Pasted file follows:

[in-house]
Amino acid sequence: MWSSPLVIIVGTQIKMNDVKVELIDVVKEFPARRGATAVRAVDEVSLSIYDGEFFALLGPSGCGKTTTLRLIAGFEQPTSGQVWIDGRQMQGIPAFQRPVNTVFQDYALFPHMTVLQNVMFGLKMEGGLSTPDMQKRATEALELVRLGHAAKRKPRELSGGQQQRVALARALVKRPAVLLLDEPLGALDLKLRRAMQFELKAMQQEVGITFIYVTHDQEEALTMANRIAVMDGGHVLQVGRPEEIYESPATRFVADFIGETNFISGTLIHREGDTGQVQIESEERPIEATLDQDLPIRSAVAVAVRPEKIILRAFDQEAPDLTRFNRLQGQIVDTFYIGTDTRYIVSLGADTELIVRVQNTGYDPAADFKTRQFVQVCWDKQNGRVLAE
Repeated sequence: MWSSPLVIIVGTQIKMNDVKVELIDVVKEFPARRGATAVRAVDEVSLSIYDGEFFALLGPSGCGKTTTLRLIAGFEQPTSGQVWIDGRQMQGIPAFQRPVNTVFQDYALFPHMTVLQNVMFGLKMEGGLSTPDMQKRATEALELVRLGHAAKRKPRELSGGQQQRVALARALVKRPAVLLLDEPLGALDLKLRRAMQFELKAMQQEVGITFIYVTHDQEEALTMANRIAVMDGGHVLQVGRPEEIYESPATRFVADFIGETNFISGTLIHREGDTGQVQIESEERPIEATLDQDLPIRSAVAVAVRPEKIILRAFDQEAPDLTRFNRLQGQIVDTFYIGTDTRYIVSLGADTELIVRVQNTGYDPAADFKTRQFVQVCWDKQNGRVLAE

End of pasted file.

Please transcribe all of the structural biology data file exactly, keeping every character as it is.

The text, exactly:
[in-house]
Amino acid sequence: MWSSPLVIIVGTQIKMNDVKVELIDVVKEFPARRGATAVRAVDEVSLSIYDGEFFALLGPSGCGKTTTLRLIAGFEQPTSGQVWIDGRQMQGIPAFQRPVNTVFQDYALFPHMTVLQNVMFGLKMEGGLSTPDMQKRATEALELVRLGHAAKRKPRELSGGQQQRVALARALVKRPAVLLLDEPLGALDLKLRRAMQFELKAMQQEVGITFIYVTHDQEEALTMANRIAVMDGGHVLQVGRPEEIYESPATRFVADFIGETNFISGTLIHREGDTGQVQIESEERPIEATLDQDLPIRSAVAVAVRPEKIILRAFDQEAPDLTRFNRLQGQIVDTFYIGTDTRYIVSLGADTELIVRVQNTGYDPAADFKTRQFVQVCWDKQNGRVLAE
Repeated sequence: MWSSPLVIIVGTQIKMNDVKVELIDVVKEFPARRGATAVRAVDEVSLSIYDGEFFALLGPSGCGKTTTLRLIAGFEQPTSGQVWIDGRQMQGIPAFQRPVNTVFQDYALFPHMTVLQNVMFGLKMEGGLSTPDMQKRATEALELVRLGHAAKRKPRELSGGQQQRVALARALVKRPAVLLLDEPLGALDLKLRRAMQFELKAMQQEVGITFIYVTHDQEEALTMANRIAVMDGGHVLQVGRPEEIYESPATRFVADFIGETNFISGTLIHREGDTGQVQIESEERPIEATLDQDLPIRSAVAVAVRPEKIILRAFDQEAPDLTRFNRLQGQIVDTFYIGTDTRYIVSLGADTELIVRVQNTGYDPAADFKTRQFVQVCWDKQNGRVLAE